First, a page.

A mother is suing her former solicitor for £15 million, claiming that his poor advice cost her millions of pounds in a divorce settlement.
Caroline Mathiesen outside the High Court Photo: PAUL KEOGH
Caroline Mathieson, 51, alleges the solicitor botched an agreement she had asked him to draw up to prevent her former husband, Per, from taking more than £250,000 a year out of the family business. She sought the agreement after a friend told her Mr Mathieson, 82, had made it on to the Sunday Times Rich List.
The wording of the agreement did not stop Mr Mathieson paying himself up to £2 million a year for nearly a decade, reducing the value of her share of their assets when they divorced last year, she said.
The High Court heard that Mrs Mathieson learnt of her estranged husband’s large drawings from the firm Matki in 2002. She said she had developed a “deep distrust” of him, believing him to be having an affair, and said she was “flabbergasted” by what her friend had said. She said she asked John Seigal, of Clintons law firm, to draw up an agreement with “full protection” to stop her husband taking large sums out of the family’s shower fittings business.
“I told him there were severe problems in the marriage and I had very good reason not to trust Per,” she told the court. She said she was “in the dark” about how he was able to take “so much more than I thought he was supposed to be taking”. She believed the agreement, drawn up in 2003, would limit his salary to £250,000, with five per cent yearly increases.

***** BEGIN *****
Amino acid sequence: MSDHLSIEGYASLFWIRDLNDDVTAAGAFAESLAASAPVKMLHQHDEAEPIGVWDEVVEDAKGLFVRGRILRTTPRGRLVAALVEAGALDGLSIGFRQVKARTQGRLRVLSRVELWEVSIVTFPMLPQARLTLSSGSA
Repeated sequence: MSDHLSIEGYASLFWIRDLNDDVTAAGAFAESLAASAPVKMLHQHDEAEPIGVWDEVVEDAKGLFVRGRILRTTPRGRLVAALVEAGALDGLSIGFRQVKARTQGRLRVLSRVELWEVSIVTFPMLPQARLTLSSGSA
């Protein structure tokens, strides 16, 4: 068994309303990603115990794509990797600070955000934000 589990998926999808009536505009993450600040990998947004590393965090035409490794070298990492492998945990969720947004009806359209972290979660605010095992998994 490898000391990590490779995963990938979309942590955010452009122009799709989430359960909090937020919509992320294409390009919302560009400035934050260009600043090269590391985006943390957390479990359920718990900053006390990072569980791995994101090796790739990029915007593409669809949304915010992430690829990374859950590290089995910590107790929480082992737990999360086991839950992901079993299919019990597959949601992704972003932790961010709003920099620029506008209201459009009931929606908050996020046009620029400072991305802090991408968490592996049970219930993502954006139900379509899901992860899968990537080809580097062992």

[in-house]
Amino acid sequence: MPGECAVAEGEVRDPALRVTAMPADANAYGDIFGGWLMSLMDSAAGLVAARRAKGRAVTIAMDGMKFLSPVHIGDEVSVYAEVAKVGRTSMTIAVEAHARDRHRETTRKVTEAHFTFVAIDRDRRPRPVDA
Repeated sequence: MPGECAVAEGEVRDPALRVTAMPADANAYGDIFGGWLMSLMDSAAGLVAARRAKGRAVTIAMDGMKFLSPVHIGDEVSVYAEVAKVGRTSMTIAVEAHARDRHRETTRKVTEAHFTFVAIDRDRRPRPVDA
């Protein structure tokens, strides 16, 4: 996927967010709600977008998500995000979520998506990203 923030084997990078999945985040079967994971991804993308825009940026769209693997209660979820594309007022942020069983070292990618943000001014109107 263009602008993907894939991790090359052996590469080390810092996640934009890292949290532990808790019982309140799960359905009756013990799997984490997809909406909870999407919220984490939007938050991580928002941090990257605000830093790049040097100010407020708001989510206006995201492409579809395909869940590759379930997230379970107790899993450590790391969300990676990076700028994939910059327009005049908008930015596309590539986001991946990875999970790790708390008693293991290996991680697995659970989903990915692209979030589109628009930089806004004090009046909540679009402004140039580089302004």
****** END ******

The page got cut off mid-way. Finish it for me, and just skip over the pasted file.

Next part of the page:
It later emerged the agreement linked his pay rises to the company’s burgeoning profits. Her barrister, Roger Stewart QC, said Mr Seigal knew what Mrs Mathiesen, from Exton, Hants, wanted from the 2003 agreement and failed to secure it, resulting in “uncontrolled withdrawals of funds” from Matki by her husband.
Mrs Mathieson received 45 per cent of matrimonial assets in a multi-million pound divorce judgment last year, but says her share would have been worth more but for her solicitor’s alleged negligence.
Denying all claims, Michael Soole QC, acting for Clintons, said the £250,000 figure was never mentioned and Mrs Mathiesen had not been in a position to make demands. He said the agreement limited her husband’s drawings to those which would allow Matki to “grow and prosper …with sufficient retained funds”.
The court heard the couple, who married in 1993 when Mrs Mathiesen was 32 and Mr Mathiesen was 62, had lived in the £4.5 million Grade-II listed Exton House and had a second home in France. Mr Mathiesen is not party to the proceedings and was not represented in court. The hearing continues.
SOURCE: The Telegraph